A plan to compel motorists to take practical tests and answer sets of as yet undetermined questions before renewing their driving licences is creating an uproar. Long queues and seemingly overwhelmed and inept licensing centre staff already frustrate motorists. The latest move — part of new draft regulations aimed at stopping road carnage — has been slammed by advocacy groups, who label it impractical and say it does not address the root cause of road deaths — corruption.
“It’s putting the cart before the horse,” said Justice Project chairman Howard Dembovsky. The draft regulation — up for public discussion — was published in the Government Gazette on Monday. It proposes:
-Reducing the general speed limit in urban areas to 40km/h, to 80km/h on roads other than freeways outside urban areas, and 100km/h on freeways passing through residential areas;
-Ensuring workers are safely transported in the back of properly enclosed goods vehicles and limiting their numbers; and
-Outlawing paid transportation of children to school on bakkies;
-Banning goods vehicles over 9 tons on urban roads between 6am and 9am, and 5pm and 8pm.
Transport Department spokesman Tiyani Rikhotso said “extraordinary situations call for extraordinary measures”.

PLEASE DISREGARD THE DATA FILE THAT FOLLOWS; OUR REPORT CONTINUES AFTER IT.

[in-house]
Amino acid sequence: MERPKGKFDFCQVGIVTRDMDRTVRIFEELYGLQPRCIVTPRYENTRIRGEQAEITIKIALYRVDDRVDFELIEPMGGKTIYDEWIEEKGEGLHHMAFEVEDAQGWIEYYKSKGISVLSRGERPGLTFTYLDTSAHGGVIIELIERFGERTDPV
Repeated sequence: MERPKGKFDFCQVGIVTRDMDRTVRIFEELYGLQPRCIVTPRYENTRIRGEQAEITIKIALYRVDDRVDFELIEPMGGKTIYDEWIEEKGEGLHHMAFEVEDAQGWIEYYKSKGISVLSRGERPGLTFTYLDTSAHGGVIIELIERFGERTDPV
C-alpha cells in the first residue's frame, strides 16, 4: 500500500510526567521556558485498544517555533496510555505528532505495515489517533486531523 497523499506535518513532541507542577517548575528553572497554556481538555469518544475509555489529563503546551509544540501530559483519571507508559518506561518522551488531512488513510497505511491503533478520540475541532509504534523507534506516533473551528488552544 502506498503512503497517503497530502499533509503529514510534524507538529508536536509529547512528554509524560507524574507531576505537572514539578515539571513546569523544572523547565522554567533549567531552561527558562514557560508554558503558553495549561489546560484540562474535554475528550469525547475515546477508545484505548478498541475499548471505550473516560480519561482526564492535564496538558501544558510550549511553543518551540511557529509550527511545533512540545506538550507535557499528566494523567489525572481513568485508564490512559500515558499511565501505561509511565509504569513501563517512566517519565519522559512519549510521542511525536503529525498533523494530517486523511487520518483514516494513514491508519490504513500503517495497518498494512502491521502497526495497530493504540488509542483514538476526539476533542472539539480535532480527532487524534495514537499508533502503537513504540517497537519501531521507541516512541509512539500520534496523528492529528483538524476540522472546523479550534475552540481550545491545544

“Our interventions are a response to a dire situation, where we are seeing crashes with drivers never trained to drive.” He said: “It’s our hope these amendments will address current challenges and close loopholes, especially around corruption. “Motorists will be practically tested. We are looking at various options, from establishing driving academies, where people receive advanced-driving lessons, to having traffic inspectors examine motorists through practical driving tests at driver testing stations.”
The regulations were part of an overhaul of the Road Traffic Act. Rikhotso said the safe transportation of pupils had long been a concern and new norms and standards would have to be adhered to. Banning of heavy vehicles during peak hours was to reduce congestion and danger to other motorists. Critics question the minister’s motives, warning of the economic impact especially of the restrictions on trucks.
Patrick O’Leary, editor of Fleetwatch magazine, said the move would bring the economy to its knees: “The loss of six hours of trucking productivity out of the day will hurt the GDP. “The impact will be felt all down the supply chain as far as Japan, leading to delays of containers coming into and out of the country.” The most impractical thing will be where trucks park during the “ban times”. O’Leary said thousands of trucks travelled daily on the N3. “Where do you park these trucks? Imagine the congestion around cities when trucks start entering cities all at once.”
He warned the impact would see food and fuel prices skyrocketing. “Entire delivery schedules will need to be rescheduled. Negotiations over night shifts will have to be entered into with unions.” The Automobile Association said it was studying the draft regulations. Dembovsky said of the regulations for licence renewals: “The department must first fix what is broken — corruption.”
He said school lift club regulations would cause huge problems, especially in remote areas, where most vehicles cannot go. “Is the Department trying to tell parents how to get their children to school? Are they saying parents don’t love their children because they organise transport instead of forcing them to walk?”